Hermeneutics of Convenience (3)
“Not everyone who says to Me, ‘Lord, Lord,’ shall enter the kingdom of heaven, but he who does the will of My Father in heaven. Many will say to Me in that day, ‘Lord, Lord, have we not prophesied in Your name, cast out demons in Your name, and done many wonders in Your name?’ And then I will declare to them, ‘I never knew you; depart from Me, you who practice lawlessness!’” Matthew 7.21-23
Jesus said these people who claimed to have done many good works in the Lord’s name were actually practicing a form of lawlessness.
Lawlessness? How could that be?
To practice lawlessness is to act in a manner not motivated by love for God and neighbor, since love is the fulfilling of the Law, as is plainly revealed in the books of Moses and throughout the rest of the Scriptures (cf. Matt. 22.34-40; 24.12). It is obviously possible to do many things in the name of the Lord which might seem to be good works, even mighty works. But if these are performed apart from love for God and neighbor, out of mere self-interest, such “good works” cannot please Him. Instead, they will be only lawless, loveless works, motivated by nothing more than self-interest.
All such works, undertaken to gratify self, as a means for boasting about or parading one’s goodness, bring only condemnation from the Lord. They represent another form of a hermeneutics of convenience, in which the plain teaching of Scripture is interpreted and applied not for love of God and neighbor, but for mere self-interest, as a way of gaining respectability and esteem in the eyes of others.
What were they thinking?
How do they reason who undertake such works? What are they thinking?
Since love for God and neighbor, and boasting in the Lord, are not the set of their interpretive saw, then they must see in good works an opportunity to attach some merit to themselves and to attract the praise of men. The key for them becomes whatever makes them feel self-satisfied or look good.
That is, knowing that Scripture teaches that doing good works is commendable (though by and for God only), such people undertake good works, sometimes at great sacrifice and with impressive results, however, not for God’s praise and the honor of Christ (though doubtless these are mentioned), but for their own honor and to be admired by men. Their key to opening Scripture with respect to good works is to do works in a way which makes them look good.
They take up the teaching of Scripture, not according to its purposes, but for their own self-vaunting ends. In so doing they rob God of His glory, Who alone does good works in and through people (Phil. 2.12, 13). When it is convenient to give them something to boast about, and to draw attention to themselves, they will do good works. When they do good works, they make sure others know about them. But in doing good works to gain respectability for themselves, they wrest the Scriptural teaching off its intended course, and twist and bend it away from its designed end.
Some of the best thinkers in Christendom have fallen prey to this desire for respectability in their interpretation of God’s Word. The Apostle Paul called out Peter on this failing in Antioch, as he reports in Galatians 2. John Frame argues that even some Christian academics do this, twisting Scripture and bending their teaching in ways that dodge or re-interpret the plain meaning of the text to curry favor with secular scholars. Frame explains, “the quest for respectability, a frequent quest in the history of Christian thought, is often motivated by ungodly pride” (“Inerrancy: A Place to Stand,” JETS, March 2014).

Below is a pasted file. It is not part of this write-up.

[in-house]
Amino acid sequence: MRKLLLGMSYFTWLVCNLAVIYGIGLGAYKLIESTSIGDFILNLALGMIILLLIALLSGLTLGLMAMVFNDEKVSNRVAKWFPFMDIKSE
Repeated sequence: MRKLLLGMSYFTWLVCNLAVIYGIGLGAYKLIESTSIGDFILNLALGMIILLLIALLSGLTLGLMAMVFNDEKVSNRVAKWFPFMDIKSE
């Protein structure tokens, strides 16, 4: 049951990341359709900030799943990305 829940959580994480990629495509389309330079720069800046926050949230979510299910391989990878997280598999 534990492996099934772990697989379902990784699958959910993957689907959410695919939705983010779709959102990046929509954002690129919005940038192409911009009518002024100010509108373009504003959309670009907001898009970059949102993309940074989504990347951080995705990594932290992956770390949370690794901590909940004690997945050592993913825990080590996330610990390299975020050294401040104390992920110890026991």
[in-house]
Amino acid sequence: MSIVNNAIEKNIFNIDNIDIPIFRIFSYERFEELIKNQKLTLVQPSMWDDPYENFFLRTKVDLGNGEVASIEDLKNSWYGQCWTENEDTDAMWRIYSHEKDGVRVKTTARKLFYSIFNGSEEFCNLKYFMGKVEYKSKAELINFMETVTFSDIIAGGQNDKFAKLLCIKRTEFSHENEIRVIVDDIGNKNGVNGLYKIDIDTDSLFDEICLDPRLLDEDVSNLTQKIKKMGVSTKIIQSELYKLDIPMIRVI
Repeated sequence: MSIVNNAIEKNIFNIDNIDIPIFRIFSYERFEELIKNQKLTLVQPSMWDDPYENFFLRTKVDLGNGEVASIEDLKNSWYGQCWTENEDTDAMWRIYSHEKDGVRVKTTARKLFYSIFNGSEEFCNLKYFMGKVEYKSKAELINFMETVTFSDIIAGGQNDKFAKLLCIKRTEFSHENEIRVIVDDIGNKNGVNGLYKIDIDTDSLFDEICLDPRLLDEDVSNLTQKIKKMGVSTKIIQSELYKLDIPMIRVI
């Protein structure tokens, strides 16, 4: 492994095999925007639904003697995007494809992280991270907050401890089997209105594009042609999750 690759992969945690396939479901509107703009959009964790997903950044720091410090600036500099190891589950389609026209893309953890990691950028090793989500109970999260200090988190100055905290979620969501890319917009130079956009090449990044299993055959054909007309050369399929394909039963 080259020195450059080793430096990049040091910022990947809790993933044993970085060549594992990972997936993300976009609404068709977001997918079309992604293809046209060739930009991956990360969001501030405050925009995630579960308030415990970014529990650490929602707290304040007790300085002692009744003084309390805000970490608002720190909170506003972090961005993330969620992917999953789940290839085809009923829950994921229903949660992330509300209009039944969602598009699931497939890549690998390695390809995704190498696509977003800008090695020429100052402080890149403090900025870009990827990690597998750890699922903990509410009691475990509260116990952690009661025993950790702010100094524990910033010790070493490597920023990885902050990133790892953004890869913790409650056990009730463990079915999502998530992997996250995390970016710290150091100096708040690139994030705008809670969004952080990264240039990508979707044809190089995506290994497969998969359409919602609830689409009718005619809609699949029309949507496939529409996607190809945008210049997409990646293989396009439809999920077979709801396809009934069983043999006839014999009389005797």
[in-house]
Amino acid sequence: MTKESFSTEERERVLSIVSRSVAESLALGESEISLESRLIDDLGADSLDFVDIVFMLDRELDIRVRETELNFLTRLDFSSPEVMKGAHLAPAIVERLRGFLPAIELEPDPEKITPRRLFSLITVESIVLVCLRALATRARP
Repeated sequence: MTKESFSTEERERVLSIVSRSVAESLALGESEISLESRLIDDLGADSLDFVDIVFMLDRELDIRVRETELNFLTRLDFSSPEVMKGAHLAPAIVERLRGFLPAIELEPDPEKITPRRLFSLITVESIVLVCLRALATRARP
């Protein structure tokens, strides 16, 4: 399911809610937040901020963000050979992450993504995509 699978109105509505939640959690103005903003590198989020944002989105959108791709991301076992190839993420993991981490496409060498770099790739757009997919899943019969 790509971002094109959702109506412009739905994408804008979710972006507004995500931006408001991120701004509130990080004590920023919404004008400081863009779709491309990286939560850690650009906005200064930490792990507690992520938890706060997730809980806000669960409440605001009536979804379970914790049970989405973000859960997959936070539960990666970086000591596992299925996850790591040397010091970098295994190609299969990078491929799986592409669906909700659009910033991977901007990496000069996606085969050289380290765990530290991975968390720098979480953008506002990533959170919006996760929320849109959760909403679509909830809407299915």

Certainly preachers and theological popularizes are guilty of this, too, who bend their teaching to the whims of men or the spirit of the age, and thus gain attention for themselves as “relevant” or “compassionate” or “thoughtful.”
So also many people who do good works at various levels and in various arenas of the Church, of which they talk boastfully, without actually seeming to boast. Their “testimonies” about how God “used them” show both the reality of God’s goodness and their own ungodly desire to look good to their peers.
Such dealing with Scripture for mere personal benefit rather than the honor and glory of God, reveals lack of true knowledge of Christ, and provokes His condemnation. Doing good works to look good to others is actually a form of lawlessness, and Jesus condemns it. Good works undertaken as a convenient way of gaining attention and vaunting ourselves are just another form of Scripture-twisting that might have appeal to men, but that earns the condemnation of God.
When it comes to interpreting the Bible, the only respect we should be seeking is that which is due God’s Word, the plain meaning it sets forth, and the simple obedience it requires.
1. Why did Jesus say that these people who had done such good works were really workers of lawlessness?
2. How might you be able to tell when love for yourself was beginning to supplant love for God and your neighbor?
3. What does it mean to rob God of His glory in the works we do in His name?
Next steps – Conversation: Does this mean we can never give a testimony concerning how God has worked in or through our lives? And if we do so, how can we avoid our good work ending up as a lawless deed instead? Talk with some friends about these questions.
T. M. Moore
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Except as indicated, Scripture taken from the New King James Version. © Copyright 1982 by Thomas Nelson, Inc. Used by permission. All rights reserved.